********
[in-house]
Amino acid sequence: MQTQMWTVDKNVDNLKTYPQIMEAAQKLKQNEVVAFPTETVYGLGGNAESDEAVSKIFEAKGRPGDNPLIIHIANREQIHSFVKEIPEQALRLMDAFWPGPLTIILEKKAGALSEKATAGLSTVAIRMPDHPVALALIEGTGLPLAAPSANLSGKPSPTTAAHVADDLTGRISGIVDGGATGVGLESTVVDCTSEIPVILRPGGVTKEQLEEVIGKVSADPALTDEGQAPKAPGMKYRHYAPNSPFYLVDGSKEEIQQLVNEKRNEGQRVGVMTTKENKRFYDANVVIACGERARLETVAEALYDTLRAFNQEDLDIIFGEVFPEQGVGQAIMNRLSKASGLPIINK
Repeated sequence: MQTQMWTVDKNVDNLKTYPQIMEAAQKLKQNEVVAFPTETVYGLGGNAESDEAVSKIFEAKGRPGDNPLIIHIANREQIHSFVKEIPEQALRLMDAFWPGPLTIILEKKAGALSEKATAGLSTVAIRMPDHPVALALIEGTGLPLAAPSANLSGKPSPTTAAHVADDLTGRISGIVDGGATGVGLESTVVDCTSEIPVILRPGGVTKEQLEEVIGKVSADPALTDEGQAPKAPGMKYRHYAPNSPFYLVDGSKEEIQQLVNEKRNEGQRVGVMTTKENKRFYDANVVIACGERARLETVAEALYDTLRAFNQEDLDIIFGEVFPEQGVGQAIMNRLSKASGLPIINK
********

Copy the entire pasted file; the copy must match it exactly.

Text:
[in-house]
Amino acid sequence: MQTQMWTVDKNVDNLKTYPQIMEAAQKLKQNEVVAFPTETVYGLGGNAESDEAVSKIFEAKGRPGDNPLIIHIANREQIHSFVKEIPEQALRLMDAFWPGPLTIILEKKAGALSEKATAGLSTVAIRMPDHPVALALIEGTGLPLAAPSANLSGKPSPTTAAHVADDLTGRISGIVDGGATGVGLESTVVDCTSEIPVILRPGGVTKEQLEEVIGKVSADPALTDEGQAPKAPGMKYRHYAPNSPFYLVDGSKEEIQQLVNEKRNEGQRVGVMTTKENKRFYDANVVIACGERARLETVAEALYDTLRAFNQEDLDIIFGEVFPEQGVGQAIMNRLSKASGLPIINK
Repeated sequence: MQTQMWTVDKNVDNLKTYPQIMEAAQKLKQNEVVAFPTETVYGLGGNAESDEAVSKIFEAKGRPGDNPLIIHIANREQIHSFVKEIPEQALRLMDAFWPGPLTIILEKKAGALSEKATAGLSTVAIRMPDHPVALALIEGTGLPLAAPSANLSGKPSPTTAAHVADDLTGRISGIVDGGATGVGLESTVVDCTSEIPVILRPGGVTKEQLEEVIGKVSADPALTDEGQAPKAPGMKYRHYAPNSPFYLVDGSKEEIQQLVNEKRNEGQRVGVMTTKENKRFYDANVVIACGERARLETVAEALYDTLRAFNQEDLDIIFGEVFPEQGVGQAIMNRLSKASGLPIINK